Wednesday, March 31, 2010

The dreaded Crock-Pot

My mom owned a toy store for 10 years. She opened it when I was in the third grade and sold it my senior year of high school. Needless to say, a lot of my childhood memories are connected to the toy store. 

Now that I look back on it, I am amazed by my mom’s ability to balance owning a small business while raising four children — ages 5 (times two), 8 and 11 when it opened. But she designed it that way, working while we were at school and often going back after we went to bed to do some of the administrative work.

She was so good at it that we didn’t consider her to be a “working mom.” When teachers needed parents to help in the classroom and would ask whose mom didn’t work, my siblings and I all raised our hands. When asked about the toy store, we would just say, “Oh, that’s not really work.”

But there was one time of year that it often hit home that mom worked — Christmas. From Thanksgiving until Christmas Eve, things were more hectic than usual, and as another child of a retail storeowner described it, it was crock-pot season.

I have already established that I am a picky eater, and there was little that I hated more than the crock-pot. I think my hatred lies in the fact that I didn’t particularly like pot roast, which was what came out of the crock-pot more often than not. And beef stew wasn’t high on my list either. In fact, the only thing I remember coming out of the crock-pot that I liked was baked beans, but that was usually a summer cookout thing, not a December dinner solution.

So as an adult, I have accumulated a number of kitchen gadgets and small appliances, but a crock-pot has never been on the list of things I would like. But as I started planning this experiment with the co-op, I started to realize a crock-pot might just be a necessary evil. 

When one was put up for sale on what I call my company’s inner-office Craigslist, I actually purchased it.

Let’s just say that the first night I came home to a meal completely ready to eat as soon as I walked in the door from work, I called my mom to apologize for refusing to eat crock-pot dinners as a child.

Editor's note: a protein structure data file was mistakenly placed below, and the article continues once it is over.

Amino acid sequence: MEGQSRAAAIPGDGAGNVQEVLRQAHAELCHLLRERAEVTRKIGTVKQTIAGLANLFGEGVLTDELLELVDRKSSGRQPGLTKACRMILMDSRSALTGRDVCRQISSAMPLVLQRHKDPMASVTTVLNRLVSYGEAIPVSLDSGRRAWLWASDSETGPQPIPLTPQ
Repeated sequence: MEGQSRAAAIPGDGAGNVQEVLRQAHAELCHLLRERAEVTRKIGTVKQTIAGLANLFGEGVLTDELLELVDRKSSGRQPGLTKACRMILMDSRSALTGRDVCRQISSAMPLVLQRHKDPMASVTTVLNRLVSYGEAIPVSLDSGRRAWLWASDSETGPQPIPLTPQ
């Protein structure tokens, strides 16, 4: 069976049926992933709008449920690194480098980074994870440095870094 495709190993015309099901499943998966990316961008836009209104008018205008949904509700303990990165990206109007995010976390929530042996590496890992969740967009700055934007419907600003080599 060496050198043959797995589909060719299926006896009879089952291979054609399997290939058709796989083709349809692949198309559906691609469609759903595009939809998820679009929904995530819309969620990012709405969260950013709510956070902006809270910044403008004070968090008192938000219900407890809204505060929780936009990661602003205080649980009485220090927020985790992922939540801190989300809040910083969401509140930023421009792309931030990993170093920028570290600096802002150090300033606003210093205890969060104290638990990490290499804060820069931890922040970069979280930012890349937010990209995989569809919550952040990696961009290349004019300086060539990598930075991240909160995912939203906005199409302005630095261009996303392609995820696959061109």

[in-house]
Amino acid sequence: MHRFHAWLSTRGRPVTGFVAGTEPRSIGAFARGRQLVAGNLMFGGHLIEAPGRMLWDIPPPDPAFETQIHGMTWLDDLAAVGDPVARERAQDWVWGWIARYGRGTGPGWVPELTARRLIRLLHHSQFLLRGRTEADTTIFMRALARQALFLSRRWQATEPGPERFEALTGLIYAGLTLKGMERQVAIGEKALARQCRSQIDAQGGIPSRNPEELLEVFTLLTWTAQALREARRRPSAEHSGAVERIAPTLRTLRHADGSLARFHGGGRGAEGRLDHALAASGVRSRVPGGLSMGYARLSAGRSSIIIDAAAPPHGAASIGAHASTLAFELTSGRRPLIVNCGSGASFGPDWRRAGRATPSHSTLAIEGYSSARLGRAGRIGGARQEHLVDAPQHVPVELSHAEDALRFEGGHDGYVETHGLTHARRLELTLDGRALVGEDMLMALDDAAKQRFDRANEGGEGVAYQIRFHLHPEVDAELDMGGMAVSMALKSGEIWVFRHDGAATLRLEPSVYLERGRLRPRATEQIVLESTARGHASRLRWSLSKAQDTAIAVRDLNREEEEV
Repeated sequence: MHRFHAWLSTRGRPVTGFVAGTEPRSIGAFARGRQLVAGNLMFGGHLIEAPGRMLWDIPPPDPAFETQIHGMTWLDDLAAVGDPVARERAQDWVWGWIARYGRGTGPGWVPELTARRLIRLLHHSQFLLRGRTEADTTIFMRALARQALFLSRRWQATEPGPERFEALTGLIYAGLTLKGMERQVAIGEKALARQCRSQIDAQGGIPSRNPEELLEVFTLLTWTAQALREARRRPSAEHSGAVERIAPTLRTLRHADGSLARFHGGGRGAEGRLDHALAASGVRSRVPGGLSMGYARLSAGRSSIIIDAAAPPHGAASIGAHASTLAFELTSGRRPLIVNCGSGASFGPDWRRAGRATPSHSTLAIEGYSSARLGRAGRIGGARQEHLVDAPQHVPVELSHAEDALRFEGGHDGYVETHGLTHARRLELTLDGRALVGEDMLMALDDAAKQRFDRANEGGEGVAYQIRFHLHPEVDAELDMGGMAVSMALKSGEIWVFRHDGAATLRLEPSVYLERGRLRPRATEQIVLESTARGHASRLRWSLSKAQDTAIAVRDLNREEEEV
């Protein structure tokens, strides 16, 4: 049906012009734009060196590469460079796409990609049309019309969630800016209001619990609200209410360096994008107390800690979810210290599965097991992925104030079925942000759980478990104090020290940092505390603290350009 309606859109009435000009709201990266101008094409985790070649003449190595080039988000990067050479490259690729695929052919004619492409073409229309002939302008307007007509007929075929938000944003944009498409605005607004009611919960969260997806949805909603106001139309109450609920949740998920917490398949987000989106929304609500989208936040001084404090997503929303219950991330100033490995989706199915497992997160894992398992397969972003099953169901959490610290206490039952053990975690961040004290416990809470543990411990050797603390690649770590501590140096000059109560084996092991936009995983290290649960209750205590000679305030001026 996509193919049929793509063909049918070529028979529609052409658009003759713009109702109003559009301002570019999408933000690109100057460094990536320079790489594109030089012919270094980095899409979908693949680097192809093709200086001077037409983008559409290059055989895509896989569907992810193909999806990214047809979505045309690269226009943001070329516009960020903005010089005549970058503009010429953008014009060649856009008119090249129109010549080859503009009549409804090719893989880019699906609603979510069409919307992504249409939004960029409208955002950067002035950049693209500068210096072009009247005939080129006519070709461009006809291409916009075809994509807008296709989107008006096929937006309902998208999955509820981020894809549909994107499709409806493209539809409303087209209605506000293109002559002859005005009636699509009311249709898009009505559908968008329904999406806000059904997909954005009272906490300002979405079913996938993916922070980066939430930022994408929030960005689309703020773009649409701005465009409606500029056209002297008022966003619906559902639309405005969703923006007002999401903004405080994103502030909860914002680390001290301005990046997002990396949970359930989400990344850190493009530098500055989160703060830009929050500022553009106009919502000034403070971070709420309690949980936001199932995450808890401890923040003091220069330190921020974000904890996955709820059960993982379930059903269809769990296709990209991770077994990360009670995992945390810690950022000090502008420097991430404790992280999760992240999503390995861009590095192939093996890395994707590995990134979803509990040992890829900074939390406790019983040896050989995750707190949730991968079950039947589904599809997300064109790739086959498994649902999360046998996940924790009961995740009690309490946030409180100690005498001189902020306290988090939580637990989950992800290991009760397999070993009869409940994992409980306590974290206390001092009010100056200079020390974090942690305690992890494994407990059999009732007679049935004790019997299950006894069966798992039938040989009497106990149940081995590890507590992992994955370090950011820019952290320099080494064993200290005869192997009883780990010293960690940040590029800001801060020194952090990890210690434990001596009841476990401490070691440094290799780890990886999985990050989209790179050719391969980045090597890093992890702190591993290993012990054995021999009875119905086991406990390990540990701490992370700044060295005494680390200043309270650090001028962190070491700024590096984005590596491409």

Now I am actually excited about using my crock-pot. I have discovered an entire section in one of my cookbooks dedicated to slow cooker recipes and even downloaded the Crock-Pot iPhone application.

So yes, the appliance that I once dreaded has changed my cooking and made it possible to eat when I walk in the door at 7 p.m., rather than coming home and searching for something to eat.

And I am hopeful that between my crock-pot and my iPhone I will find a way to deal with this whole chicken I’ll be getting. Now if only I liked leftovers…

Monday, March 29, 2010

Picky eater

I say that I’m a picky eater, but when people ask me what I don’t like, it’s hard to explain it exactly but here’s my attempt.

I don’t like spicy foods and could be just fine without ethnic foods. But I can find something on a menu at a Mexican or Chinese restaurant. The perfect sandwich for me is bread, deli meat and cheese (much to the dismay of employees at sandwich shops). I like sauces and dressings “on the side” like in “When Harry Met Sally.” And I avoid gravy all together.

I eat carrots and broccoli but only raw, not steamed. I love peas from a can but despise frozen ones. I won’t go anywhere near mushrooms and avoid peppers of any color. Tomatoes are fine for salad and in soup but leave them off my sandwich.

I like fresh fruit, but I don’t really liked fruit pies, although cooked apples and apple pies are growing on me. I like yogurt but don’t eat any chunks of fruit in it. I like bananas but never buy them because there is too much pressure to eat them quickly.

I like shrimp, lobster and crab but would rather not eat fish, scallops or oysters. But I do like fried calamari.

I don’t like my food to get mixed together and casseroles and lasagna make me nervous unless I’ve made them myself. I think I'm afraid of biting into a mushroom or some other unidentified vegetable.

Typically, I don’t like chili, but I had some recently that I actually liked. I don’t eat black beans or black-eyed peas. I eat salsa but only dipping a chip and bringing it out without any chunks.

I love breakfast foods, but I only eat my eggs scrambled, never fried, boiled or deviled.

Does that explain it? I know I probably sound crazy, and some of it doesn’t even make sense. I realize that part of my problem is that I’m not willing to try many new things. That's why I think the challenge of the co-op will force me to try new things and maybe discover that things like turnips aren't so bad after all.

What are you picky about?

Thursday, March 25, 2010


Back in high school, I took the Myers-Briggs test at school as part of preparing for college or deciding what I should do with my life, or something like that. But considering I had known since I was 11 that I wanted to be a journalist and already knew my top school, I paid very little attention to my results and couldn’t tell you what I was then.